Alayne, when is your Easter? I have been asked for much of my adult life.
Because I live in a small town that is mostly Christian, the proximity of Passover to the Easter celebration seems to prompt this curious question from my non- Jewish brethren.
One might think that the question is eye rolling worthy, but I don’t. There are times though I have wanted to say, You do know Passover came way before Easter, right?
Passover is about freedom, spring and the Exodus story. It has never been about gathering my own Jewish clan, other than my son, they are spread all over the country; it is almost impossible to make that happen. For the last thirty years, give or take a few misses, I have hosted large Seders of 25-30 people. I prefer to gather a mix of non Jewish friends by inviting them to participate in this unique and extremely pleasurable, spiritual experience.
Passover creates amazing dialogue simply because there is plenty of space and time at a Seder to do so. We read the story, we discuss the story and so many viewpoints arise that often move someone. It is a cleansing of sorts.
My grandparents taught me by example how to have calm discussions about topics my friends and I didn’t see eye to eye on, but in the end could look each other in those same eyes and hug. I treasure different and luscious viewpoints. These types of conversations can create a richness between people that is most rewarding.
I love my friends who think like I do, but I don’t want all of them to be the same. My life is far more interesting because I am willing to ask the questions that encourages different perspectives.
Everything about Passover is different.
We even ask 4 questions during the ceremony in Hebrew starting with Ma Nishtana,… Why is this night different from all of the other nights?
We share symbolic food too, Horseradish to remind us of the bitter times, Apples and Nuts, called Charoset that remind us of the mortar used between the bricks when they were slaves. Salted water for the tears cried and parsley for the newness of spring. And so much more.
I am one of those cultural Jewish people who takes what they need leaves the rest. I love metaphors, symbolism and tradition and I continue with these rituals to honor my Great Grandparents who escaped the Russian pogroms for religious freedom and American opportunity. And to honor so many family who didn’t make out. I am the lucky recipient of their sacrifices.
We all deserve freedom. All people.
What is freedom, really? Literally, we know the meaning of freedom, but personal freedom is more than being able to walk to and fro. Some of us are personally enslaved. We don’t often need shackles to imprison us, because we can have our own thoughts that do just that. We can be enslaved to the needs for power, money, food, drink, the list goes on, I am sure you get the point.
Passover is my favorite holiday because it is unifying holiday. We recline together, casually and have discussions that we may not have in our daily life.
My most treasured line in the telling of the story of Exodus is when the Jews leave Egypt with great haste, they made it to The Red Sea and couldn’t cross. Meanwhile, Pharaoh with second thoughts, sent his troops out after them.
As the Egyptian soldiers gained on the Israelites, G-d parted the Red Sea to let them cross. As they escaped, they looked back to see that the Red Sea had closed and the Egyptian soldiers were drowning. The Jews celebrated joyfully as they watched, with a smug does of schadenfreude, the soldiers drowning. The story stops here for a moment when G-d cries out,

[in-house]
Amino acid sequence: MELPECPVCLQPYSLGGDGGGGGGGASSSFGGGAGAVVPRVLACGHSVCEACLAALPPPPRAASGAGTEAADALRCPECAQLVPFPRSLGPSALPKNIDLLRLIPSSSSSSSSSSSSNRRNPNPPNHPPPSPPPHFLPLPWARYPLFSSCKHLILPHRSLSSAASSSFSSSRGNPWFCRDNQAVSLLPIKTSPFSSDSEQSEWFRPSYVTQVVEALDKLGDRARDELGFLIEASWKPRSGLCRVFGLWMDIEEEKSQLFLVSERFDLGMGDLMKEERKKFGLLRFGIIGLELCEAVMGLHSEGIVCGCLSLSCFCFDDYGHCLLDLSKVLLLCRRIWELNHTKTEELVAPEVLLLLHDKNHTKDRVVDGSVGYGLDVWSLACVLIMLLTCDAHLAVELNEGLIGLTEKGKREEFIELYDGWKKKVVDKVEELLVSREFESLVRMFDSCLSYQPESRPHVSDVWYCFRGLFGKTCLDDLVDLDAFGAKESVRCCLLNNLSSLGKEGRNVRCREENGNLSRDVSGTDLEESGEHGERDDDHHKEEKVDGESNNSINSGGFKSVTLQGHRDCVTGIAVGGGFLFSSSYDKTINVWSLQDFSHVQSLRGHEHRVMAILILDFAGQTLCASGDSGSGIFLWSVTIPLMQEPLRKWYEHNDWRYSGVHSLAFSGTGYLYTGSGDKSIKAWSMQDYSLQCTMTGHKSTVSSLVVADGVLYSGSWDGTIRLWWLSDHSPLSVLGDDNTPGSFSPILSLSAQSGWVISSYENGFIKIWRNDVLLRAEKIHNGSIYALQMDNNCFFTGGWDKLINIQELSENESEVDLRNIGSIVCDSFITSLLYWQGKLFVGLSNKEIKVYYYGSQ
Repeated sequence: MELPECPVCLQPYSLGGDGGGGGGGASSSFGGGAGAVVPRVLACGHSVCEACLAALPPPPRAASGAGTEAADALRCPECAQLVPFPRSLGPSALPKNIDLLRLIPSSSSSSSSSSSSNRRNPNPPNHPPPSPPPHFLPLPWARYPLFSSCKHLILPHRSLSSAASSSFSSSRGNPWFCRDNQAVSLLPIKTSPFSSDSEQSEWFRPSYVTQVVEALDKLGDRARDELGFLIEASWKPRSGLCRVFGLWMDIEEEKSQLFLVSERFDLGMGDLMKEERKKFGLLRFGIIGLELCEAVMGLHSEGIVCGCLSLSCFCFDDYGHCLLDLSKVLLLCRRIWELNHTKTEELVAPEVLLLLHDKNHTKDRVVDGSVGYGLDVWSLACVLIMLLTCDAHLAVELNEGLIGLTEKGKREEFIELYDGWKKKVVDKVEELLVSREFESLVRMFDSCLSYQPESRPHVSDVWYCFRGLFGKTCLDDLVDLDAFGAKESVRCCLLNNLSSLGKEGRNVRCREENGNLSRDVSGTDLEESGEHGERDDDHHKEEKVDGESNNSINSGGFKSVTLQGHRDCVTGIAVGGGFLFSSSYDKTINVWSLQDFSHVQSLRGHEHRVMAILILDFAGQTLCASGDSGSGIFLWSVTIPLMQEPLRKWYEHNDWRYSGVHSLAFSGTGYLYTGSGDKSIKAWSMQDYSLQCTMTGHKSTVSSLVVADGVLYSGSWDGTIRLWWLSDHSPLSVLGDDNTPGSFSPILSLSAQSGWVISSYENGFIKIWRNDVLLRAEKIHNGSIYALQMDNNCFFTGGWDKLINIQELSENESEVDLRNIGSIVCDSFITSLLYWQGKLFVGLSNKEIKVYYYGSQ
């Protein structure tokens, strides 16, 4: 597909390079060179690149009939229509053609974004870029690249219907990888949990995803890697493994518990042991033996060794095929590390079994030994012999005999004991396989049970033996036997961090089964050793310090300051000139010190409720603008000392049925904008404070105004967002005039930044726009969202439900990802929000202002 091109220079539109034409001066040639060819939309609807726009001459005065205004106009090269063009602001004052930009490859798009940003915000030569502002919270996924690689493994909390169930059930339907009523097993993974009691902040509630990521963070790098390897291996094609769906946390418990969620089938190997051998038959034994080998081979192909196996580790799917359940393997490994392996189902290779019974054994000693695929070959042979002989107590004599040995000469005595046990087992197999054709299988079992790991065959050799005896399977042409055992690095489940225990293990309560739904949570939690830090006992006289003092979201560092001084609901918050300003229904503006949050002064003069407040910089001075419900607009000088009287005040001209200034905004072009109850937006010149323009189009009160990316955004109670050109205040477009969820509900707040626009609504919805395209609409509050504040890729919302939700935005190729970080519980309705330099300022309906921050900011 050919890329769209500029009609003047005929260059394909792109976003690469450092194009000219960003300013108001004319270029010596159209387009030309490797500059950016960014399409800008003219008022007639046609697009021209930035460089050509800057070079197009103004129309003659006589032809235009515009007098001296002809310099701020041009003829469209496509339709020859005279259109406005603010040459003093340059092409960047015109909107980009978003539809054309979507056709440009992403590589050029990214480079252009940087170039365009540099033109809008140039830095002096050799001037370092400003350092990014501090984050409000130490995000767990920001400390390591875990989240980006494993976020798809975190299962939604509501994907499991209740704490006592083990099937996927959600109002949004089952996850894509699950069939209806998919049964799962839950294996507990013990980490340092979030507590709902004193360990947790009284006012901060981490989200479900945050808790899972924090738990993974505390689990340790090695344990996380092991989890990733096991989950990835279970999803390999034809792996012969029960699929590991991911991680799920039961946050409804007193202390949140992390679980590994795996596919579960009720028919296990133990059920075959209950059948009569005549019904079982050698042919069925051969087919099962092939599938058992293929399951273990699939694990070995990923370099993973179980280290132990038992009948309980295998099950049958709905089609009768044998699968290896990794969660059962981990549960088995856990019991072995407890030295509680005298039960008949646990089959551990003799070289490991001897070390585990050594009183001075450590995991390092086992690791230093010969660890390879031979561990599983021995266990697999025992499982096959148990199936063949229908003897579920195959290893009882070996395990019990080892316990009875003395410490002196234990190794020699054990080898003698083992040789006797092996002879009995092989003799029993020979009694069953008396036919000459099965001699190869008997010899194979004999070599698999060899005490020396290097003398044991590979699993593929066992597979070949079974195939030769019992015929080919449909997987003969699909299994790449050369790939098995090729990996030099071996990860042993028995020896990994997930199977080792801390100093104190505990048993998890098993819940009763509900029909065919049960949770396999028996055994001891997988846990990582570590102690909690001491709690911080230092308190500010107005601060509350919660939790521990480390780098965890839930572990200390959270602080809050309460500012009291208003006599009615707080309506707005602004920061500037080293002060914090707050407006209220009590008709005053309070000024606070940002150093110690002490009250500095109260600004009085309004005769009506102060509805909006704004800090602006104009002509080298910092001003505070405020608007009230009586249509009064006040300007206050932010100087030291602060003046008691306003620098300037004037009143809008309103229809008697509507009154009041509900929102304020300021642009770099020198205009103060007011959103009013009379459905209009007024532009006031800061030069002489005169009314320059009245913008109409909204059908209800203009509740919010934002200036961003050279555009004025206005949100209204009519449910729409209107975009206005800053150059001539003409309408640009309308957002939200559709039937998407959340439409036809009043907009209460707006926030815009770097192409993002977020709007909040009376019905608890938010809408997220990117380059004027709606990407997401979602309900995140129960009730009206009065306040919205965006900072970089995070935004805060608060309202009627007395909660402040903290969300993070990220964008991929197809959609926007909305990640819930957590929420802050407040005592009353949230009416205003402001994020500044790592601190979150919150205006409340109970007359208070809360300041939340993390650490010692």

“How can you sing when my children are drowning.”
It reminds me that we are all connected. And as this week unfolds with the news of historical proportions, we must remember that everyone has an opinion.
One does not trump another.
This is freedom. We all are equal in our opinions.
Schadenfreude is not a kind word and though it may feel like victory for some, others may not have the same experience. Ultimately we must remember that we really are all equal in our hearts and our opinions.
As I get ready to host this year during the mayhem of the news, I remind my own self to remember what I write today, not to sing when others are drowning. We are human beings and our freedoms come when we can look each other in the eye, break matzo together and allow our differences to take a rest and instead connect on what makes us the same.
As I prepare my feast, I end this post today with the parting words at the end of the Seder,
Let ALL who are hungry, come and eat.
Today, I am sharing links to a few of my favorite recipes by some of the best Jewish authors. You don’t have to have a Seder or be Jewish to try any of these. I enjoy the idea of bringing people together through food, whether at my table or theirs.
Happy Passover, Happy Easter and Happy Ramadan to all my friends I know and the ones I don't. May we all have freedom.
My Grandmother, Isabelle
My Grandmother rewrote many a Passover Seder to fit the times, the mood of the year and her company. As I was going through a wonderful book of her writing, I came upon some writing that I am not sure if she wrote, probably not:) so my apologies for its lack of proper credit, but I have included it below as an introduction to one of her Seders.
TIPS + SHORTCUTS
- When you cook a recipe that you have never tried that has some story or history to it, you are bringing new energy to your table and sharing it with your family.
- If you have any questions about any of these recipes or Passover, feel free to email me email@example.com
- Here is a great link to some basic information about Passover if this peaks your interest.